Vijay (Robert) Gupta

Music speaks to people—touches people—in ways words alone cannot.

Founder of Street Symphony, TED Senior Fellow, and Mental Health Advocate

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Vijay (Robert)  Gupta | Founder of Street Symphony, TED Senior Fellow, and Mental Health Advocate
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Vijay Gupta is a violinist whose interest in neurobiology and mental health issues has made him a world renowned advocate for the redemptive and regenerative power of music. A TED Senior Fellow, Gupta directs Street Symphony—a musical engagement program presented by distinguished musicians of various genres. It aims to empower citizen-musicians by engaging in dialogue with—and bringing awareness to—issues surrounding communities experiencing extreme poverty, incarceration, and homelessness. 

Vijay Gupta is a violinist and renowned advocate for the regenerative presence of artistic voices in social issues. Gupta joined the Los Angeles Philharmonic in 2007 at the age of 19, after having completed an undergraduate degree in biology and a Master’s degree from the Yale School of Music. He made his solo debut with the Israel Philharmonic Orchestra under the baton of Zubin Mehta at age 11, and has performed as a recitalist, soloist, and chamber musician on an international scale since the age of eight. He has also performed as a guest concertmaster with the Los Angeles Opera and the UK’s acclaimed Philharmonia Orchestra. He frequently appears on the Philharmonic’s Green Umbrella (new music) and Chamber Music series and is actively involved in several Philharmonic-based community engagement and education initiatives. 


“A master of music and medicine.”

The TODAY Show

Gupta is a passionate advocate for the dedicated presence of citizen-artists in social and civic discourse. He founded and directs Street Symphony, a non-profit organization dedicated to engaging distinguished musicians in performance and dialogue with marginalized communities of people experiencing poverty, homelessness and incarceration. A gifted spokesperson for the power of arts to change lives and reconnect us to our shared humanity, Gupta is a TED speaker and Senior Fellow. In 2015, at the age of 27, he was presented with an honorary Doctor of Humane Letters by the University of La Verne. 


Gupta currently plays on a 1731 Domenico Montagnana violin, on generous loan through the Los Angeles Philharmonic Association. He is currently completing a PhD degree in community psychology at Pacifica Graduate Institute, and training in interfaith chaplaincy at LAC-USC Medical Center.     


“[We were so thrilled to] meet the amazingly talented, delightful, and inspirational Vijay Gupta. I have already had emails from Texas Tech Music faculty thanking me for the wonderful evening. One man told me last night that it was the best event he had ever attended on the Tech campus. We over-use the word “brilliant” nowadays, but in Vijay’s case, it fits. Thank you!”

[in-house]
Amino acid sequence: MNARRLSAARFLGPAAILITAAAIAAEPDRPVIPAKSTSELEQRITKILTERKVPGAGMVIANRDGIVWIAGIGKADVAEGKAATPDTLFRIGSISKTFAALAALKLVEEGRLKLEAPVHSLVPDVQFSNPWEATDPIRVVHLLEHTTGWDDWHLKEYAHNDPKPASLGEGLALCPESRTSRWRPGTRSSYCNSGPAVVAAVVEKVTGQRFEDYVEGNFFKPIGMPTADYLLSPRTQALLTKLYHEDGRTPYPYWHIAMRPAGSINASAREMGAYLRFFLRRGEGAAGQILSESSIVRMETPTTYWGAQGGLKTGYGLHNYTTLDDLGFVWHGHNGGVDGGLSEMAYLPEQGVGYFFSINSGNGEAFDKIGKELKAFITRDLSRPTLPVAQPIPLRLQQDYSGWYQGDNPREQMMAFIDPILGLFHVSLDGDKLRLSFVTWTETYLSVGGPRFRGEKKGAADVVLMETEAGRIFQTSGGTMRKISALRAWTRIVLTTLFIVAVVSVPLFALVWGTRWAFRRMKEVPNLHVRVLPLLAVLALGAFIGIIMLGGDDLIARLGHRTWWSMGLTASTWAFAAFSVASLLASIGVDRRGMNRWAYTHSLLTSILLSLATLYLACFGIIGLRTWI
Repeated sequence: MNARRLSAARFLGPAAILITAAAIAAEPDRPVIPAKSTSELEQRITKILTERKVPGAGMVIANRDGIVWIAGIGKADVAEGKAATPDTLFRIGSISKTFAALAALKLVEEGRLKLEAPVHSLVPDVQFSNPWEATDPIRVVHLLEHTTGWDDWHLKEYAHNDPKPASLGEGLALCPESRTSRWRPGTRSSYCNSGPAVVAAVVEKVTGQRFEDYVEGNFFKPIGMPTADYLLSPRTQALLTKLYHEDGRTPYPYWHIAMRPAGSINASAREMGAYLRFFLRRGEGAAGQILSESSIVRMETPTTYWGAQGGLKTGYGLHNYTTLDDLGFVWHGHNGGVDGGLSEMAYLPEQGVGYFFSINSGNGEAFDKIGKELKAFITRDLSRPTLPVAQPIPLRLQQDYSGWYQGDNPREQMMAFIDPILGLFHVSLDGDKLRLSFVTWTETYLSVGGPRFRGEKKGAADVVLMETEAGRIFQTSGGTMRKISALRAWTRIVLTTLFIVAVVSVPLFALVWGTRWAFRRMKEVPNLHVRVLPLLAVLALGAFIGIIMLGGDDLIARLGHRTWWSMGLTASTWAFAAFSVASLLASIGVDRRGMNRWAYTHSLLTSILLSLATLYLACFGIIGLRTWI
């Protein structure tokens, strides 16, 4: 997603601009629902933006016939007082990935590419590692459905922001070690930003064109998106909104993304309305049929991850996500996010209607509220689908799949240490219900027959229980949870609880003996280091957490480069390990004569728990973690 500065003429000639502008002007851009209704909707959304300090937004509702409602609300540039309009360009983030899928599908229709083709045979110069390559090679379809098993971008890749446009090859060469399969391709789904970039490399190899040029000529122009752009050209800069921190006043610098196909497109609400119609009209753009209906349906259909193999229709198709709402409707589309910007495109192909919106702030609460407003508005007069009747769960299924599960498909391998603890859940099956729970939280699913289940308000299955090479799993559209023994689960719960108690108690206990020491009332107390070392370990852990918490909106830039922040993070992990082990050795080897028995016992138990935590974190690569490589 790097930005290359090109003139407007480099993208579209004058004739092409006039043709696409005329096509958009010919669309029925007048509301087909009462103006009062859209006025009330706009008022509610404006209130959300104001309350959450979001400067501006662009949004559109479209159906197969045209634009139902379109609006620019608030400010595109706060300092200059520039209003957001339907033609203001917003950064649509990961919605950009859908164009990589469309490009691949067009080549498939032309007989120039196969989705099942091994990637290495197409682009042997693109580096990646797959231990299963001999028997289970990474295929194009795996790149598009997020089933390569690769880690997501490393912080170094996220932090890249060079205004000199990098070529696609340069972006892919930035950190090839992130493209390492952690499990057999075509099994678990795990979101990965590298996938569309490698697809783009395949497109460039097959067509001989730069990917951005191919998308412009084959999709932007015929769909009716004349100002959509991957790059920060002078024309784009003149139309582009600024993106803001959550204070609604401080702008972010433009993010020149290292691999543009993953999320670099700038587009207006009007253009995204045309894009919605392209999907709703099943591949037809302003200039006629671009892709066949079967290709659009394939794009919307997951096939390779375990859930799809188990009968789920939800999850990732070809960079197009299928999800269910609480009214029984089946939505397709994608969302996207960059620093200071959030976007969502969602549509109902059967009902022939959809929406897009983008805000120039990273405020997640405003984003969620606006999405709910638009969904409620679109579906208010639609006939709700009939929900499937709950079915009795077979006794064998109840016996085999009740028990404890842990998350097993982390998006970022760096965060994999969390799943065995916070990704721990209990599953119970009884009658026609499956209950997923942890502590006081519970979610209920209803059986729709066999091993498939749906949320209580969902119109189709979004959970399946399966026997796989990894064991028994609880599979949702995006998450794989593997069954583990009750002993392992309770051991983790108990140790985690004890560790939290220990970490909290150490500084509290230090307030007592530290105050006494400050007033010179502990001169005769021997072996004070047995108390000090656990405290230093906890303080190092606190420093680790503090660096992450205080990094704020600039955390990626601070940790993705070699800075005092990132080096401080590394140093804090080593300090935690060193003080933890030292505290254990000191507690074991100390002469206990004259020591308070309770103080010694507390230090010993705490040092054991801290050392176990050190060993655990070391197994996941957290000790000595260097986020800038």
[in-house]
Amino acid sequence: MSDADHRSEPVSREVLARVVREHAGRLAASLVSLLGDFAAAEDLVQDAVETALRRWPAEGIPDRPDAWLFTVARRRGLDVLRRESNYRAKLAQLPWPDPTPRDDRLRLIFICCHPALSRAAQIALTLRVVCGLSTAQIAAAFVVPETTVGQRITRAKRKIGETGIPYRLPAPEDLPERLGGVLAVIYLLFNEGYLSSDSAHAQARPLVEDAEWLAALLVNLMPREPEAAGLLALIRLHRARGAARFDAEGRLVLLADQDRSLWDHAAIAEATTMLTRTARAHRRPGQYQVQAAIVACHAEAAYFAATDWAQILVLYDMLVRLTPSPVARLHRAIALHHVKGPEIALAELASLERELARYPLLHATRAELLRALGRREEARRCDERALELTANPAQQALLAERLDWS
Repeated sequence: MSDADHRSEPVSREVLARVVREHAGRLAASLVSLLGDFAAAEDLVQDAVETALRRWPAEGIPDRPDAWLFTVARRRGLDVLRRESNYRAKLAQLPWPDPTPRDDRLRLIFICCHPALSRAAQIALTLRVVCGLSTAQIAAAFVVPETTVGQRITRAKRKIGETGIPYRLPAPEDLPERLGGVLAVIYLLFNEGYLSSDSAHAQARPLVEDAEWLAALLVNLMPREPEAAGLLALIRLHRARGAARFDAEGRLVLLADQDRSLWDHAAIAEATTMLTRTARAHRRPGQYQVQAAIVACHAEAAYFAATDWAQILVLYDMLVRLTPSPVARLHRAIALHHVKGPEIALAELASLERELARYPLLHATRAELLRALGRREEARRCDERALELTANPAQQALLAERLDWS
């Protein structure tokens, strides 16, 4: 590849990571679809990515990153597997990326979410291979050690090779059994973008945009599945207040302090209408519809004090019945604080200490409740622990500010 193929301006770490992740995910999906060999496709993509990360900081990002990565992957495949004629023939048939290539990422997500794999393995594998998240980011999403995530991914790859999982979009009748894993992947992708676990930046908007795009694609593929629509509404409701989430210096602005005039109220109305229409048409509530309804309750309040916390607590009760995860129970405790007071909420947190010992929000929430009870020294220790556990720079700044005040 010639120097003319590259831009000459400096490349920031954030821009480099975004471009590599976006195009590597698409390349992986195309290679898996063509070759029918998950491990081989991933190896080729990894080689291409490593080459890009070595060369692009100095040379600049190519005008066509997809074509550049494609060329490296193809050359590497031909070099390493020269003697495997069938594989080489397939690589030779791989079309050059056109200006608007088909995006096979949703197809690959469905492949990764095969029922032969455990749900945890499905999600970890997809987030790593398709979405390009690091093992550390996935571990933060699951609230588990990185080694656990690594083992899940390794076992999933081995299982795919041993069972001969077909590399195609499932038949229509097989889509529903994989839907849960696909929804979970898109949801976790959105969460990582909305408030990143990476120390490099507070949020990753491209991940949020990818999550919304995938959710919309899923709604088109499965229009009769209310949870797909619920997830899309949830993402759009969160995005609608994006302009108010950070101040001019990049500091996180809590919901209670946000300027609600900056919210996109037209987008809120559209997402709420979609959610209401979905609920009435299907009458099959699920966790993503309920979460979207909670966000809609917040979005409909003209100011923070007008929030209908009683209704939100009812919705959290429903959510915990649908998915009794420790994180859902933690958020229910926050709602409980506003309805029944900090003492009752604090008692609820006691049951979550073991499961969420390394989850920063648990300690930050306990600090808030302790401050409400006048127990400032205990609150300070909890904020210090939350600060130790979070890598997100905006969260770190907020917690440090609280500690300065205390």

Texas Tech University

Speech Topics

Mental Health
The Medicine of Music

In this talk, Vijay (Robert) Gupta explores the connection between music and mental health, explaining why music’s redemptive power may hold more potential than we realize. Gupta draws from his work as director of Street Symphony—a classical music outreach concert series—to illustrate how music can help bring people back from the brink of their darkest times. How does music speak to people in ways language cannot? Why is music education vitally important, especially to those who are most in need? Erudite, eloquent, and passionate, Gupta shows audiences that music isn’t just something to be enjoyed—it's something that can change lives.

Why Music Education is Essential

Vijay Gupta believes strongly that music should be a fundamental element in an educational curriculum, beyond an extracurricular hobby or even a medium to facilitate instruction in other fields, such as math or science. In this talk, he shares his personal journey in music education, tying in his experiences as a young musician struggling to find the meaning in music with the lack of programs and support, as well as the stigma he faced at choosing between a career as a “responsible person” in science and a career in his life’s passion, music. That stigma still exists around music and the arts. Gupta believes music educators are true pioneers in the kind of human education that will shape the kind of empathic and compassionate socially connected lives that our world demands of our young people. Music gives us these human tools, says Gupta—the relational discipline grounded in passion that truly can affect change in the world around us.